As the evaluators reflected on their processes, they concluded that the best textbook is not based solely on the course to be taught, but ultimately upon the learning context and the relative presence of the instructor in the learning process. A textbook like Kuster et al. (2015), for example, which contains very few anecdotal or real-life illustrations, may actually be a better textbook for an instructor who intends to provide this illustrative scaffolding in class through personal anecdotes or real-life illustrations. If, however, instructor presence is weaker (such as in an online course), a textbook like Amado et al. (2015), with its extensive anecdotal illustrations to scaffold conceptual learning, may be of superior quality. In this regard, open textbooks could also provide value by allowing instructors to modify and personalize materials to fit their intended level of instructor presence. This is especially important in online and distributed learning scenarios where instructors may be more limited in their access to students or they might have to rely upon increased mediation via online tools. If online instructors cannot, for instance, provide on-the-fly, real-world examples to students as they would in traditional classroom discussions, then a textbook that provides many such examples (i.e., more scaffolding) might conceivably be more valuable for the student learning at a distance than for the face-to-face student.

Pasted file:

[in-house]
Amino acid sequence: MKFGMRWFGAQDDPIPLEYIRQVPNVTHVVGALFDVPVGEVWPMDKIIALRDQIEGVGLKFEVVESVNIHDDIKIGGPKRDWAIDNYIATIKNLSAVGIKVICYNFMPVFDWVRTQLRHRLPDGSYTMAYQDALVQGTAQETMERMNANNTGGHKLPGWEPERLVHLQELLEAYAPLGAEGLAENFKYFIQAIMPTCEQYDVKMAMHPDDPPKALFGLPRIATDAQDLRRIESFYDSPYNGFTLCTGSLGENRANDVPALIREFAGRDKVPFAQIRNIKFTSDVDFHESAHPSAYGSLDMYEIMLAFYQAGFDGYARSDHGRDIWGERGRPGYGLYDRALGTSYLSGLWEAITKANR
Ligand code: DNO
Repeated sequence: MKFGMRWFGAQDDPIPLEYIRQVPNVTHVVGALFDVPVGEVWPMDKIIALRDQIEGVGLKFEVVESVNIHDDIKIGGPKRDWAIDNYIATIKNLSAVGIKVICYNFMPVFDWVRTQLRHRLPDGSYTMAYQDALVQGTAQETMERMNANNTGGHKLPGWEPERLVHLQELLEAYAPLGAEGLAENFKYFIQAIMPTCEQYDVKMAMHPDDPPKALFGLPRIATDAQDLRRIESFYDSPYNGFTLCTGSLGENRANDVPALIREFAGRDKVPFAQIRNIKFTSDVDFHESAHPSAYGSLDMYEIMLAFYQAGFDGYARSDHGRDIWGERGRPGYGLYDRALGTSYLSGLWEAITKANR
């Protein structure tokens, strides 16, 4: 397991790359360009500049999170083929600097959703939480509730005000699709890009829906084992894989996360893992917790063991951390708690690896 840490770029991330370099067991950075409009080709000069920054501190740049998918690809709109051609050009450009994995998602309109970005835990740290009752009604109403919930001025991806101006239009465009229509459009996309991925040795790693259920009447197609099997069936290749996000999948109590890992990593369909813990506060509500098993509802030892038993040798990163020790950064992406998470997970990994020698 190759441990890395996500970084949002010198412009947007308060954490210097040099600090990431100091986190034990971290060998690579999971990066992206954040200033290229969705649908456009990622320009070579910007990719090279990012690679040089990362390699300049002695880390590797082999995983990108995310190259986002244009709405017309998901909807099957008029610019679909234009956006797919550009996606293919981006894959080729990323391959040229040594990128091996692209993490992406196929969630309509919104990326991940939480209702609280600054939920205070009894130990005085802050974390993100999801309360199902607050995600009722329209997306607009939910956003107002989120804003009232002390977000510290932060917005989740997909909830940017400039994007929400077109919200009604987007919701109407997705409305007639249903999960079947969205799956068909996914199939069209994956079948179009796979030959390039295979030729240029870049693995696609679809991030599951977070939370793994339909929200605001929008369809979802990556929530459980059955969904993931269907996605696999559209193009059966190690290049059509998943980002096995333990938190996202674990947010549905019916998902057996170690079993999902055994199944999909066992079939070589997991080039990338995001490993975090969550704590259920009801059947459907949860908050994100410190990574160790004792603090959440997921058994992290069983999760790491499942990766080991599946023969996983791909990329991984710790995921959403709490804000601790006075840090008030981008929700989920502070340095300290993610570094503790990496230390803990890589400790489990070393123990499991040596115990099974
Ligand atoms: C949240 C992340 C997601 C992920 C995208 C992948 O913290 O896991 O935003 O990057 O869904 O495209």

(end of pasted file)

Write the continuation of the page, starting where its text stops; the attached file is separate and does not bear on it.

Student Takeaways